1. The question in this second appeal is whether a transfer deed (Ex. B) executed by the Official Receiver of Cuddapah in favour of the appellant required registration. That deed transferred to him promissory-notes, mortgage debts, etc., belonging to an insolvent which had been sold by the Official Receiver in public auction, the appellant being the highest bidder. The sale was subsequently confirmed by the District Court. The District Munsif hold that it did not require registration, but on appeal the District Judge reversed that decision. It is argued here for the appellant that by reason of Section 17(2)(xii), Registration Act the transfer deed is exempted from registration being a certificate of sale granted to the purchaser of property sold by public auction by a civil or Revenue Officer. It is contended that the sale by the Official Receiver was a sale by a civil officer because as it required confirmation of the Court, it was the act of the Court and the Official Receiver as the Court's agent was a civil officer. In our view, that is not a description which can be given to an Official Receiver. Ordinarily he is not a civil officer at all and it is impossible to suppose that he becomes one merely because his acts have been confirmed by the Court. Quite apart from this, it is clear that Section 89, Registration Act, does not include a sale by the Official Receiver which is nowhere there provided for. Therefore, the transfer deed in question was not granted in pursuance of any sale by public auction by a civil officer and is not, for that reason, exempted by Section 17(2)(xii), Registration Act. On the other hand, when reference is made to Section 54, T.P. Act, that provides that a transfer of tangible immovable property of the value of one hundred rupees and upwards can only be made by a registered instrument, and unless this transfer is one provided for in Section 2(d), T.P. Act, which exempts from the provisions of the Act any transfer by operation of law or by or in execution of, a decree or order of a Court of competent jurisdiction, the transfer deed in question clearly requires registration.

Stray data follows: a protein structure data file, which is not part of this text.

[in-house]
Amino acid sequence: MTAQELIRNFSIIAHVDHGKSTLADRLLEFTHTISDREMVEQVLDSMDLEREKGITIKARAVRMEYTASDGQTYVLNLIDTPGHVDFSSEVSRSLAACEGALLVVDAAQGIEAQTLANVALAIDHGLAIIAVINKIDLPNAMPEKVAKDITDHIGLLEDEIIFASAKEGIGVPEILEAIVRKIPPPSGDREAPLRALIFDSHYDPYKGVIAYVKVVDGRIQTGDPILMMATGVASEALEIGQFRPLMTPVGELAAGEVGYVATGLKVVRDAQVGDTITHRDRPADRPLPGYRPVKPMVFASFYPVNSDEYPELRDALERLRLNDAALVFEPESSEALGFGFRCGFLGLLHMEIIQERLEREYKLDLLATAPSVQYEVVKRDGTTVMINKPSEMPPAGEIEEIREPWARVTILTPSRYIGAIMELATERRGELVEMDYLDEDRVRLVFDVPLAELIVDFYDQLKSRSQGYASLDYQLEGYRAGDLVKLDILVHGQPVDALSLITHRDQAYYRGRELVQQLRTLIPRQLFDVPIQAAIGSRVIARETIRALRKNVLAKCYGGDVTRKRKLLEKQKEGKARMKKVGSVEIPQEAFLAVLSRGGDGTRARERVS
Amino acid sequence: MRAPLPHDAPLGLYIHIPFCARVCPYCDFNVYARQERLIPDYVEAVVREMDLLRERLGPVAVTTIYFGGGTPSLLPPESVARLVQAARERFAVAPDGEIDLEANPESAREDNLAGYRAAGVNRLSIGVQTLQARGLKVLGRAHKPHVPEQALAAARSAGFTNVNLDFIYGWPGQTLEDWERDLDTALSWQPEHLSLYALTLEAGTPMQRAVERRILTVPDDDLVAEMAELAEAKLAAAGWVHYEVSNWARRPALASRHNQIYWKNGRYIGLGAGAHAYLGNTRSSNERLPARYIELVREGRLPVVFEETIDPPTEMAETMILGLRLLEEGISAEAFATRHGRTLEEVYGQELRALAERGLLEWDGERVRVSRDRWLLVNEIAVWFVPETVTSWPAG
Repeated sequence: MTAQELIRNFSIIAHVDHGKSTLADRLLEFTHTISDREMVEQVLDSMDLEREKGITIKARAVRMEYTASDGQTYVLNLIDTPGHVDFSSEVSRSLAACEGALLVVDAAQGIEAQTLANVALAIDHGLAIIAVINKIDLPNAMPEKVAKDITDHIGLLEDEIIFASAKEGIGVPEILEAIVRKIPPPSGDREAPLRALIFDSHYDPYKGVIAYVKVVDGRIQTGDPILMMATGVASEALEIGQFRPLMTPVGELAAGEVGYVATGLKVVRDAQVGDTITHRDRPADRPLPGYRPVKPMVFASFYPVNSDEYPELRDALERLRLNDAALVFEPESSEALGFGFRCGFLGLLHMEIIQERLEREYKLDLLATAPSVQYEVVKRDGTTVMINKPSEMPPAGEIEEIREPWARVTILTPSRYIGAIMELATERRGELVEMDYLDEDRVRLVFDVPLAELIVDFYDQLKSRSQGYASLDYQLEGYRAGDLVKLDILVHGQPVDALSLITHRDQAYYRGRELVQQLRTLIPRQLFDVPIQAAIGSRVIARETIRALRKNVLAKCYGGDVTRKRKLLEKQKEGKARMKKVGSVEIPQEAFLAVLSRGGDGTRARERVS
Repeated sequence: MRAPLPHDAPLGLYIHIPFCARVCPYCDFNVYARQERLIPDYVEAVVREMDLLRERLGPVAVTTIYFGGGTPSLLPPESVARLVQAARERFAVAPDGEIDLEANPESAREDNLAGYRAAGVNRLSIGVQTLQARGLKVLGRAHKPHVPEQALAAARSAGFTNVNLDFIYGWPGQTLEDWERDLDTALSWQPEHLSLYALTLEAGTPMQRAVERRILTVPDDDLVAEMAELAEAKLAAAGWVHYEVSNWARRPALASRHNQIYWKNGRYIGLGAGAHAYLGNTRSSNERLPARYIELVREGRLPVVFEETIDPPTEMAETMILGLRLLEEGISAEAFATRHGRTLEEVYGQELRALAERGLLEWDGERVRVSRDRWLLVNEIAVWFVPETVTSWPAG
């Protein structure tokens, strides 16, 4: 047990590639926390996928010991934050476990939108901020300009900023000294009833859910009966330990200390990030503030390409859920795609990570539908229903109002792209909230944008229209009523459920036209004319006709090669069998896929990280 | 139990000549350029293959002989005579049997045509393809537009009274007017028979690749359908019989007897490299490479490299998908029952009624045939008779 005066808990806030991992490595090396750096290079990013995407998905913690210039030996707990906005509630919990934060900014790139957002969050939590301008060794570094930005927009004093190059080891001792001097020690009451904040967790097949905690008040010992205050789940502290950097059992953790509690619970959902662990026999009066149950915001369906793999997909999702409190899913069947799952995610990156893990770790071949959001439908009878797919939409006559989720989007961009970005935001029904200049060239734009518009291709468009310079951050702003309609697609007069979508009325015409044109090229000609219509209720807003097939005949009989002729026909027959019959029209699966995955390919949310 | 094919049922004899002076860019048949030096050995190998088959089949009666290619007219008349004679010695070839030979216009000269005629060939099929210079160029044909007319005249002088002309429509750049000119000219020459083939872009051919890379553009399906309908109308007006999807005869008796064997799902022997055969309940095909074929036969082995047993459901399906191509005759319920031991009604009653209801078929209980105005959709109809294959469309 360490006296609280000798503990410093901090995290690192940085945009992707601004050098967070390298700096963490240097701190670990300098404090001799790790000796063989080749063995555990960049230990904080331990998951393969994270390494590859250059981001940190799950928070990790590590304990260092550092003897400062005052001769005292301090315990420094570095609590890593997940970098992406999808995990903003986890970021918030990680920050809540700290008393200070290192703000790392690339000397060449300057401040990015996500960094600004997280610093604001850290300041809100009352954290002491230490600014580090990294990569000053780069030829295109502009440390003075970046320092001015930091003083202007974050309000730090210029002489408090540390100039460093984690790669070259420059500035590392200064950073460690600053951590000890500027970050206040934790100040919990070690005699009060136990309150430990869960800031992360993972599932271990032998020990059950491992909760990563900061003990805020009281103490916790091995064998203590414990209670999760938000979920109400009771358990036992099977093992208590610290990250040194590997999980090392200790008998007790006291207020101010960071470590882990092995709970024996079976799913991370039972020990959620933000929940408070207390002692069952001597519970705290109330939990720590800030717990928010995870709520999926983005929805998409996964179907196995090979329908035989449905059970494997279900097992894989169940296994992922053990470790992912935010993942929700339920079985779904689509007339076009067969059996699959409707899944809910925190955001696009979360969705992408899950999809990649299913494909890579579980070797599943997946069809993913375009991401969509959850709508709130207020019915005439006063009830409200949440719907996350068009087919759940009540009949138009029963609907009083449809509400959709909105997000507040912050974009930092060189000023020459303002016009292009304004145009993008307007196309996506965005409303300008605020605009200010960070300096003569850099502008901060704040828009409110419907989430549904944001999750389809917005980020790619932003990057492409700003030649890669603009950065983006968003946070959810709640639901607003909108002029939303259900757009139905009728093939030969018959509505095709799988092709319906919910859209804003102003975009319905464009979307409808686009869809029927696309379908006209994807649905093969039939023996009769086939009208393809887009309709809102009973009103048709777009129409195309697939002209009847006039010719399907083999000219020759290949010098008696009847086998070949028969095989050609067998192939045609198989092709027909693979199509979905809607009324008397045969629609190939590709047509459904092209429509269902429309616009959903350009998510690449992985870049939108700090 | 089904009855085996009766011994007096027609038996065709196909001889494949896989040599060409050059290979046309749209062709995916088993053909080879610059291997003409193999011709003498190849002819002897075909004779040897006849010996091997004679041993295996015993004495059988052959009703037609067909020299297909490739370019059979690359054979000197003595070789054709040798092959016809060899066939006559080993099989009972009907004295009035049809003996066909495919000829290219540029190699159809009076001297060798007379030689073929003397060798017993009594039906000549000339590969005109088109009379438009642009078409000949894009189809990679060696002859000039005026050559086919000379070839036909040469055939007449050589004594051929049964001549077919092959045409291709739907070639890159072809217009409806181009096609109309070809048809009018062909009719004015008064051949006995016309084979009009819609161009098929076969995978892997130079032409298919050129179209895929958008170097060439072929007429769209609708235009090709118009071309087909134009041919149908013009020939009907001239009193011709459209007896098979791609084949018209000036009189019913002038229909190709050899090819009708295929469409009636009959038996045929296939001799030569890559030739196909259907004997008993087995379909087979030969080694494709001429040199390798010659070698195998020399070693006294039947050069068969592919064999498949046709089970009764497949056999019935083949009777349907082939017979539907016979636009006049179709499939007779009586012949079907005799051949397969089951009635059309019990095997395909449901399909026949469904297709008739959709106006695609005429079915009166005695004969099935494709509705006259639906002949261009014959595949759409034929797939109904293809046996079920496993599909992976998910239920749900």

2. The question of whether a sale by an Official Receiver in insolvency was a transfer coming within Section 2(d), T.P. Act, was directly considered by a Full Bench of this High Court in Basava Sankaran v. Anjaneyalu 1927 Mad. 1. It was there held by a majority of the Court, Krishnan, J., dissenting, that it was not. This transfer not being exempted from the Transfer of Property Act, Section 54 of that Act applies to it. The transfer deed, therefore, required registration and the District Judge was correct in so holding. This second appeal must be dismissed with costs.